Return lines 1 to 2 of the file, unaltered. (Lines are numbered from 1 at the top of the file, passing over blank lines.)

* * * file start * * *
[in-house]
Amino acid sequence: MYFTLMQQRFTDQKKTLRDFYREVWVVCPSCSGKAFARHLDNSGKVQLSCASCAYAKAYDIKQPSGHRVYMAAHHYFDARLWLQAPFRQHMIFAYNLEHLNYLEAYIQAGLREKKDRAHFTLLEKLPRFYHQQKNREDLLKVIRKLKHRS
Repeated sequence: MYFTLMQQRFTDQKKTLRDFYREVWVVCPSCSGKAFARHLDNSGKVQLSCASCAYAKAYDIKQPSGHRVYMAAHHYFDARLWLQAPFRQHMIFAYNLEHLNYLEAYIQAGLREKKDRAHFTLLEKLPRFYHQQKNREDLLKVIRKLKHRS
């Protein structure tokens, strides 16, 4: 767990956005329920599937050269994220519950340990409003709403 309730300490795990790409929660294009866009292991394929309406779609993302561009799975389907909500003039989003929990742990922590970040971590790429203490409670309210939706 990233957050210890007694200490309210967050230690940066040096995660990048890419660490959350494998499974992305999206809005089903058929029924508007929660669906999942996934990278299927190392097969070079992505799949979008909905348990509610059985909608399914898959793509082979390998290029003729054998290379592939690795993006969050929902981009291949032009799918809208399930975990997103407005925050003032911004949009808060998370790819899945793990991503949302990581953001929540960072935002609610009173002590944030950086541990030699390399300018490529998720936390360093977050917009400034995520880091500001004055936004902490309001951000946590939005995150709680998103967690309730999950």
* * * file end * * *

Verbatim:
[in-house]
Amino acid sequence: MYFTLMQQRFTDQKKTLRDFYREVWVVCPSCSGKAFARHLDNSGKVQLSCASCAYAKAYDIKQPSGHRVYMAAHHYFDARLWLQAPFRQHMIFAYNLEHLNYLEAYIQAGLREKKDRAHFTLLEKLPRFYHQQKNREDLLKVIRKLKHRS